‘Tarzan in the City of Gold’ is a golden age collection that needs to be treasured

(Titan Books)

It’s hard to believe that a story first published in 1912 and then re-published in a weekly comic strip format in 1936 would have much to offer a 21st century audience. However, the writings of Edgar Rice Burroughs are proven, immortal stories and the art of Burne Hogarth is nothing short of classic workmanship. The concept of a weekly serial is nearly a forgotten art by today’s standards but is a powerfully compelling technique that modern storytellers in any medium would do well to study and learn from. Tarzan: in the City of Gold shouldn’t just be entertainment – it should be a textbook and required reading for any aspiring comic creator.

Tarzan: in the City of Gold is a collection of several story arcs that ran in weekly serials. These were full-page multi-paneled stories that included “Tarzan and the Boers, Parts I & II”, Tarzan and the Pygmies”, “Tarzan and the Amazons” and “Tarzan and the Chinese”. These are a wonderful variety of stories that Burroughs modified to fit the demands of a weekly serial or were original creations by other writers, but the real focus of this collection is the artwork of Burne Hogarth.

America in the 1930’s was a place in dire need of escapism. The Great Depression, unrest in Europe and other signs of political instability elsewhere in the world contributed to a communal desire for fantasy in mainstream entertainment. These were the days of the Buck Rogers comic strip, evening radio programs that showcased characters like The Shadow or weekly cinematic serials with Zorro or The Lone Ranger, not to mention the full length masterpieces like The Wizard of Oz or King Kong. Eager to capitalize on this demand for fantasy was Edgar Rice Burroughs who had re-tooled his Tarzan for comic strip publication and was already being drawn by Prince Valiant artist, Hal Foster.

When Foster left United Features Syndicate for work on Prince Valiant, the art responsibilities were turned over to Hogarth. Foster left a four-month backlog of stories thinking that his work would never be topped. However, Hogarth’s work not only matched Foster’s in emulation but was also trained from classical and baroque styles of art which complemented Burroughs’ epitomization of the classical hero figure. In short, Hogarth was the perfect replacement for Foster.

(Titan Books)

The simplicity of the comic strip is misleading. Though the characters are drawn to reflect their natures, this frees the reader to contemplate Burroughs’ concept of the nature of humanity. Is Mankind intrinsically good in the natural state of the jungle or does civilization change his nature in his pursuit of “civilized” concerns and conceits? Tarzan has no need for power or wealth or even sex; he simply is the lord of the jungle, heroically devoted to the protection of his animal friends and the welfare of all those who seek to live in his kingdom. This is a lofty and noble aspiration that can only truly visualized in the world of comics.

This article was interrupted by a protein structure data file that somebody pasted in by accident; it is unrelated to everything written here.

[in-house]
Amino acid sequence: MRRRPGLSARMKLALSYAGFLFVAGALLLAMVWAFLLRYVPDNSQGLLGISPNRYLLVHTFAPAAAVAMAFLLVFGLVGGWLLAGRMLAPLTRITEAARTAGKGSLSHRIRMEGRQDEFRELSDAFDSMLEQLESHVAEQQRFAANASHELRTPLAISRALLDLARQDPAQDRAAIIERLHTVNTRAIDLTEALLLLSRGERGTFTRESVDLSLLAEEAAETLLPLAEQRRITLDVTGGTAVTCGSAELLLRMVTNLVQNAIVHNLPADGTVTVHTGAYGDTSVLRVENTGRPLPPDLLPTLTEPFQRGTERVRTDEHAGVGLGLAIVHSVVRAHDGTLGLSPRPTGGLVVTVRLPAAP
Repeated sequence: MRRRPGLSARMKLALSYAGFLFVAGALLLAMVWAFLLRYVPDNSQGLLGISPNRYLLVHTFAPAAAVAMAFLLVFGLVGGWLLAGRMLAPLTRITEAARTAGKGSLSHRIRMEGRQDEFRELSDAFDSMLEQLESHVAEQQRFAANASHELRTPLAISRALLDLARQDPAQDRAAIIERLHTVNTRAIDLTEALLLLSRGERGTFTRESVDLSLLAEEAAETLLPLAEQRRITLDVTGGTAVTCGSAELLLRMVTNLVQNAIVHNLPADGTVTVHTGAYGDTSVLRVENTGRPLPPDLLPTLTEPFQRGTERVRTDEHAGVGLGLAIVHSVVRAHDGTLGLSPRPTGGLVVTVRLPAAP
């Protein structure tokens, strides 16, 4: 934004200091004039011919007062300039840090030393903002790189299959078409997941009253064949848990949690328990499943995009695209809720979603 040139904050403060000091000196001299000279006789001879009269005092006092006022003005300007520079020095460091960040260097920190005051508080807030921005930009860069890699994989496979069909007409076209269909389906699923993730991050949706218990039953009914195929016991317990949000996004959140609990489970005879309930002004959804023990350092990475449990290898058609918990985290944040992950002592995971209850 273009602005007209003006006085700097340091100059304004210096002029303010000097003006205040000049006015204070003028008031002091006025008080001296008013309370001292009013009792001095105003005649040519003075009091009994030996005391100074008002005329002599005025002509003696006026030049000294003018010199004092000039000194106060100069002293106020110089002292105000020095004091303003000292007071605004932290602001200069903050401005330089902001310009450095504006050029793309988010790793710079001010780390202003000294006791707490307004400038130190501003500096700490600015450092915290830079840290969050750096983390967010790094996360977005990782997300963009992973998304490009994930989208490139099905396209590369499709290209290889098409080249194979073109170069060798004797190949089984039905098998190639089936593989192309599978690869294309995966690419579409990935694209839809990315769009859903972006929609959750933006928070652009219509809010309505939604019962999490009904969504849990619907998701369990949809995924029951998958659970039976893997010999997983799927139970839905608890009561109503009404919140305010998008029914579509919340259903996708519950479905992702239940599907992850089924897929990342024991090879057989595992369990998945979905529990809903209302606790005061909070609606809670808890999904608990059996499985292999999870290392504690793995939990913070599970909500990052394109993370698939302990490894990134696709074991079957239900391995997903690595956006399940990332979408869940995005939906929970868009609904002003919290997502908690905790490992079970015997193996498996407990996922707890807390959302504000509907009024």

Titan Books has not only created an archive worthy of the golden age of comics, but they have also resurrected a segment of comic history that needs to be seen by today’s audience. Comics have a magical power through visualization and storytelling that allows a reader to fully appreciate literature and to escape reality for a little while. Not only was this a societal necessity in the 1930’s but it also revealed the reach and capability that comics had and allowed for further innovation in the art.

With today’s more-travelled generation, the idea of the jungle doesn’t seem as exotic and dangerous any more. Adventurers have very few places to travel and explore any more. This collection of Burroughs’ stories, illustrated by Hogarth, allow us to see the wilderness of Africa through the eyes of the people of the early 20th century who would see it as alien and unpredictable.

In Hogarth’s art, the rocks on the ground have jagged, sharp edges and the trees seem menacing and intimidating. Tarzan’s rapport with animals is a magical ability and he is able to command them to do his bidding. To readers in the industrial age, nature is frightening and animals as monstrously large and fierce like bull elephants, wild apes and man-eating lions would seem just as foreign as aliens from another planet. Yet Burroughs’ Tarzan acts as an intermediary between the two societies, preserving a balance between nature and civilization. It is a wonderful collection of stories; a hallmark of a time when comics both inspired and satisfied the imaginations of millions of people who longed to see a different world.

Step back in time and pick up this collection. Comic readers will be both delighted with reading these stories while also understanding their composition and structure. It simply is a treasure that has been buried in the jungle of the past waiting for a modern-day adventurer to discover and explore it again.

About Captain John K. Kirk

Captain John K. Kirk
John Kirk is an English and History teacher and librarian in Toronto, Canada. In addition to the traditional curriculum, John tries to teach his students to make sense of geek culture. And with the name "J. Kirk," it's hard for him to not inject "Star Trek" into his lessons. Comics, RPGs and the usual fanboy gear make up his classroom resources.

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